A long time ago, I flipped through a book about ancient medicine. The only thing I remember from my brief reading was how people suffering from arthritis would use stinging nettles to whip their body in the aching areas.
I don’t know about you, but I think I’ll pass at that remedy.
Despite being scarred by that story, and the childhood memory of creek adventures punctuated with, well, quite literally punctures from tiny stinging hairs, I continue to have a love affair with this wild plant. And this past week, I went foraging for the infamous stinging nettles. Not for a crazy ancient remedy, but to eat!
Yes, You Can Eat Stinging Nettles
Before we get any farther, lest you think I’m trying to encourage a sadistic meal, it’s important to note that the stinging part of the nettles go away when they are dried or exposed to cooking heat.
Why You Should Celebrate Stinging Nettles This Spring
Stinging nettles, also known by the Latin name of Urtica dioica, are a pretty awesome plant and have a variety of uses.
I mentioned in my Spring Wellness Guide that nettles are good to drink in tea or take a powdered form. The stems contain fibers that can be spun into thread or braided into cordage. They are highly nutritious (in vitamin A, calcium, magnesium and iron) and, the big draw, they are also delicious to eat!
On their own, I think they are a bit “grassy”, but when paired with a fat like butter, cream or cheese, they are delicious, and the reason I was arming myself with gloves and tramping around the river banks this past week.
When To Find Stinging Nettles
In my area of California, stinging nettles appear when the first rains come. October if we are lucky, but December or January
if we are in a drought year is the new normal. If you’re in an area with cold winters, nettles are a totem of spring! The warmth of the new season wakes up the dormant roots, sending up a flush of new growth.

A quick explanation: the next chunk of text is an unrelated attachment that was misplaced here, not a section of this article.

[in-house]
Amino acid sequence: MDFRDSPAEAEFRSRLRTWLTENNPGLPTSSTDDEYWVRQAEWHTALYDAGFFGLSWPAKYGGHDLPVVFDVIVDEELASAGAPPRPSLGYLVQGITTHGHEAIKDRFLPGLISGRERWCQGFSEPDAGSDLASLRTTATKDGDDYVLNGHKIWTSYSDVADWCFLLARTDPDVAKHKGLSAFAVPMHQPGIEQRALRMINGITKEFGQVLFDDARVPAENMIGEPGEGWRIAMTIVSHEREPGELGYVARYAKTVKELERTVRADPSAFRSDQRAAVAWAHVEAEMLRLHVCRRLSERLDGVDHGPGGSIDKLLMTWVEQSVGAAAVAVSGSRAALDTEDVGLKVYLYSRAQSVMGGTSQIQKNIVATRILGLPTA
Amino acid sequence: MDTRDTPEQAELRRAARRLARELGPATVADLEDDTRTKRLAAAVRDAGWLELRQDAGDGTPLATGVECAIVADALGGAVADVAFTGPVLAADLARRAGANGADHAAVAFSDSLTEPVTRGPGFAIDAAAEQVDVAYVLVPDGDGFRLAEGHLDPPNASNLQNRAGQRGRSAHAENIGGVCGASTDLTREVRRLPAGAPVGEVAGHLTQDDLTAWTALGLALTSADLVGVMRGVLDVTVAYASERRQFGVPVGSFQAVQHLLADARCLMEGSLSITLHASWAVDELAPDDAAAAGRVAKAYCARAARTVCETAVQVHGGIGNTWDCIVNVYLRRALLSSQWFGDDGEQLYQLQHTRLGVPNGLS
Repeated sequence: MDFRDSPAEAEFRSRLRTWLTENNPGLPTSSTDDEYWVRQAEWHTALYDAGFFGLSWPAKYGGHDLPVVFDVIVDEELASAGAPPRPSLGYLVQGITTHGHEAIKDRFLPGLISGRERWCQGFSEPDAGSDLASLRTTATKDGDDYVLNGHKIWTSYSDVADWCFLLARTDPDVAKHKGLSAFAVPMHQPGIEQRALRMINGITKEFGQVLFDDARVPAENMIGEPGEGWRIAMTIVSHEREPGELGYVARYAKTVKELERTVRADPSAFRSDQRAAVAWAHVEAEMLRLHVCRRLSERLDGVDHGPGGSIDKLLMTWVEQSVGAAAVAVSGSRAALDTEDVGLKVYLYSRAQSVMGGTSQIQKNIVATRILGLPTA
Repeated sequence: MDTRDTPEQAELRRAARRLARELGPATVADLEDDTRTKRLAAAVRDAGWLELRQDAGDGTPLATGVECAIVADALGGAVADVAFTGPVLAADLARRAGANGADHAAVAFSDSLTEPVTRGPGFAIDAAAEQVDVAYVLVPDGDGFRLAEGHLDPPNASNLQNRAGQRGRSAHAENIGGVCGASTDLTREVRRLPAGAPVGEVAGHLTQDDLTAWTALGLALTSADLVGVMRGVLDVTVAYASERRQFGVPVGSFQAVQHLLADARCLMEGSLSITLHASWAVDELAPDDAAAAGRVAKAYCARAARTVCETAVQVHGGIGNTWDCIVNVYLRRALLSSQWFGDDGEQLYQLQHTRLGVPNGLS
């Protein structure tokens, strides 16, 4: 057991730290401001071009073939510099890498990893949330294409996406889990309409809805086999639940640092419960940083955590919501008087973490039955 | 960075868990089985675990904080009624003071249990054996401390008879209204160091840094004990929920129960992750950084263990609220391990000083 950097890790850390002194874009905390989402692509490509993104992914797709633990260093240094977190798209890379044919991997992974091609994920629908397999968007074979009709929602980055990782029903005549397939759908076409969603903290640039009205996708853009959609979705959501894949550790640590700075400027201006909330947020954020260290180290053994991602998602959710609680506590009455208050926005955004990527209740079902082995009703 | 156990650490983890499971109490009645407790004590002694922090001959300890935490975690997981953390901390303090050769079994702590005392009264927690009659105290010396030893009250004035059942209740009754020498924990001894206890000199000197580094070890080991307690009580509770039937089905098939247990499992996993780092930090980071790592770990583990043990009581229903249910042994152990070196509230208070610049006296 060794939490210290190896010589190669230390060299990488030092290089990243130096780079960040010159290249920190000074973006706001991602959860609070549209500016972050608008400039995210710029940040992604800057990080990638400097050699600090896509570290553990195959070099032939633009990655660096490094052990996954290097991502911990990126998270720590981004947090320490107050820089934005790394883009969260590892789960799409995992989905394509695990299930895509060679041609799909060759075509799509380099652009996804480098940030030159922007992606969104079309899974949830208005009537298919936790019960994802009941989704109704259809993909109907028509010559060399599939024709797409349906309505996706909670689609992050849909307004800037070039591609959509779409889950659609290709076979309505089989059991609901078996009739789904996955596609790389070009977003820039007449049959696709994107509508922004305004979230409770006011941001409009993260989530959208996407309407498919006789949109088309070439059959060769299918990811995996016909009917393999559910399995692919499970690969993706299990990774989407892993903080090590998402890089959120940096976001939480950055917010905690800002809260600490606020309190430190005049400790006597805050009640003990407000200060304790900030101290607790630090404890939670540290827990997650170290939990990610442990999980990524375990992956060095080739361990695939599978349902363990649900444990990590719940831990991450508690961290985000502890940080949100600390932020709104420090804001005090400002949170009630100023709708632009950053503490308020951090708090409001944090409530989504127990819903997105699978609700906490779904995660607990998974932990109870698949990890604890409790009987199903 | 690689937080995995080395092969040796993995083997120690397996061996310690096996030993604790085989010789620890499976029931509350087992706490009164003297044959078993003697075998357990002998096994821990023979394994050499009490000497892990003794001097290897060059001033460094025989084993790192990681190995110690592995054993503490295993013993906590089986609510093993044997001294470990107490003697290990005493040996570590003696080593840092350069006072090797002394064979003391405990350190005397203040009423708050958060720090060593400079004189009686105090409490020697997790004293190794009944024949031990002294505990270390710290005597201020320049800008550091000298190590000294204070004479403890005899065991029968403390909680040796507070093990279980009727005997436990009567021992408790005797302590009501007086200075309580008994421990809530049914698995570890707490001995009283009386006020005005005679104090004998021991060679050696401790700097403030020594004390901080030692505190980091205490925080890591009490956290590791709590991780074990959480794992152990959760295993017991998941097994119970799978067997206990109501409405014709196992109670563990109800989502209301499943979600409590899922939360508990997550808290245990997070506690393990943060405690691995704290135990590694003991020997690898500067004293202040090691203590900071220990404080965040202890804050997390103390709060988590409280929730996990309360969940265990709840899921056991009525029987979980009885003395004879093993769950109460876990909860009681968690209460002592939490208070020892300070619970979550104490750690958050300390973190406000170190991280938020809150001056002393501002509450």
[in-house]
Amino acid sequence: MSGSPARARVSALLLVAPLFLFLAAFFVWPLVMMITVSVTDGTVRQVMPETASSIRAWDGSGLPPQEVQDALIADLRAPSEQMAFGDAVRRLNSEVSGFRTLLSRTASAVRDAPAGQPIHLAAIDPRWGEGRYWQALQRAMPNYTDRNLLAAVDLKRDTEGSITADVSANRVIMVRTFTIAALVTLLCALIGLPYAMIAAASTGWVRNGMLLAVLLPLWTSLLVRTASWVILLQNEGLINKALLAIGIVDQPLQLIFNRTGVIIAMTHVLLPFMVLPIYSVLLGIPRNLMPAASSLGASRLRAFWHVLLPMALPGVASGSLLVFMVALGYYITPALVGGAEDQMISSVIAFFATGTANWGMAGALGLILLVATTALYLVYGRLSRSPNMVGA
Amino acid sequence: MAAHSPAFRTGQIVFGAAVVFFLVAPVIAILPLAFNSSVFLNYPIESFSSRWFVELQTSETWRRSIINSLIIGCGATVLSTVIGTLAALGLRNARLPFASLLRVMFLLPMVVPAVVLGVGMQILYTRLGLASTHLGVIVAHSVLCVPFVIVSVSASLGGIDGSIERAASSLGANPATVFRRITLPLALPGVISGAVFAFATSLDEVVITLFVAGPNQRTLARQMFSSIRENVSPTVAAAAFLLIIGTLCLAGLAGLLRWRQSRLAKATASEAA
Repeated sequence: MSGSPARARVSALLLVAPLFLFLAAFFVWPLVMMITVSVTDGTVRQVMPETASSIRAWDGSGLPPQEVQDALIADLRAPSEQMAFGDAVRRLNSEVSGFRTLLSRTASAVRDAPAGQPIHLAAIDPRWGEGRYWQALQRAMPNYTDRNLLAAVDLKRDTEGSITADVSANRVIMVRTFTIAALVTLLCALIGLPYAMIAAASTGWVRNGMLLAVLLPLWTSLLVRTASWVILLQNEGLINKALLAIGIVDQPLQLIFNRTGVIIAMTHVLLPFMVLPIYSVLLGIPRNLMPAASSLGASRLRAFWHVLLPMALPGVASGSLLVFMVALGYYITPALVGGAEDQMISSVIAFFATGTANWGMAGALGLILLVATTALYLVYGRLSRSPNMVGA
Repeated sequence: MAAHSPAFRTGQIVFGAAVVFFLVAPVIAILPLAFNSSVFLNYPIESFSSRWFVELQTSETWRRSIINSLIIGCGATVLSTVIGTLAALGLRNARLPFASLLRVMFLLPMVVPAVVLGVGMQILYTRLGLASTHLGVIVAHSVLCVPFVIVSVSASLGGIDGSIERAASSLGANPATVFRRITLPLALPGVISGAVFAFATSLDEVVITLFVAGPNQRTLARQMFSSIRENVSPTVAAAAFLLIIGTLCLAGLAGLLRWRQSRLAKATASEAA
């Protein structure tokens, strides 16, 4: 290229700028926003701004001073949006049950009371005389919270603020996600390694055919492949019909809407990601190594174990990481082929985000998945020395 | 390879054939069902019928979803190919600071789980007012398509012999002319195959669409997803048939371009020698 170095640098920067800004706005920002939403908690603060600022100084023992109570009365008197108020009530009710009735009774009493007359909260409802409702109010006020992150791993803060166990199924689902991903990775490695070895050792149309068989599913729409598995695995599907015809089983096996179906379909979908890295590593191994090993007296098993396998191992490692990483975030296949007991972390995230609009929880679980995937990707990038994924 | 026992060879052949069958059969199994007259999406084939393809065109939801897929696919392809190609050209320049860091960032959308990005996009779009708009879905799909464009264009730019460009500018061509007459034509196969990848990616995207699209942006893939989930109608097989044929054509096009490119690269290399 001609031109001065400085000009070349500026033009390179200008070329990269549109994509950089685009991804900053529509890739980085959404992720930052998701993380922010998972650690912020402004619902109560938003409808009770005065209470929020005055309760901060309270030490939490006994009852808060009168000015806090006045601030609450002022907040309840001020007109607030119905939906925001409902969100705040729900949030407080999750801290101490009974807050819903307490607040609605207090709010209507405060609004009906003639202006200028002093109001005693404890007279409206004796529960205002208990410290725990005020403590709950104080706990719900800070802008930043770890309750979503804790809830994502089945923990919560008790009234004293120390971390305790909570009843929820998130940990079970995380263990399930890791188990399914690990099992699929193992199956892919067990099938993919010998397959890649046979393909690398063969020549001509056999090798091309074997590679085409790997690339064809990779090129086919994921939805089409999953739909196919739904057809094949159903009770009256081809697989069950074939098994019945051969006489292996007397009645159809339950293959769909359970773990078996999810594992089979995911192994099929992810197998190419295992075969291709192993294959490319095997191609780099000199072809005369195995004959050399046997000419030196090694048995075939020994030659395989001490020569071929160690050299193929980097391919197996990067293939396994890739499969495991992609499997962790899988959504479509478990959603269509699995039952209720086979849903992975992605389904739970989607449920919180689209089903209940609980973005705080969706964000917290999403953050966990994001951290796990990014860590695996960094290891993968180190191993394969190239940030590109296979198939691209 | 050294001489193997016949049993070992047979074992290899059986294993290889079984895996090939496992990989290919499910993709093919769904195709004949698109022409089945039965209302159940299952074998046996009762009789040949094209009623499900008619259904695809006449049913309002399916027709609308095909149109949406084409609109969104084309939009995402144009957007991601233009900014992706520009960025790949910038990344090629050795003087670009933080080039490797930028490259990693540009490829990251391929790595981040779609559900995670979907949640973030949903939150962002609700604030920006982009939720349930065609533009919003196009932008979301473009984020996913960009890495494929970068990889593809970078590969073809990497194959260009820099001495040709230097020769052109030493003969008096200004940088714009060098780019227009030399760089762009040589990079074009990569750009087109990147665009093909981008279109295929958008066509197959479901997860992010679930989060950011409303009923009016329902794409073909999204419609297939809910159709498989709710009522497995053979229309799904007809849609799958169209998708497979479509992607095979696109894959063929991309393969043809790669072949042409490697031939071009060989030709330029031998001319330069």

They will continue to grow throughout the year, and you’ll find them standing tall by autumn, but they are only good to eat when they are fresh and young. Once they start to flower, it’s best to pass them by. For my area, the end of the foraging season is right around the corner. For you, that might not be until June.
Where To Find Stinging Nettles
Nettles are native to Europe but have now naturalized throughout most of the US. Look for them in wet areas, alongside creeks, edges of damp woods, and areas with rich soil. I collected mine from the bottom of a wash alongside a river. On the property I grew up on, they grew on the banks of a small creek, between the redwoods and big leaf maples.
How To Identify Stinging Nettles
Stinging nettles are in the same botanical family as mint, have similar characteristics, and are easy to identify.
Look for the hairs on the stems and the leaves. They are easy to see. If you cut the main stem, you’ll also see that it’s hollow. Look for their square stems and opposite leaves, with prominent veins and are shaped like an oblong heart, with the edges sharply toothed.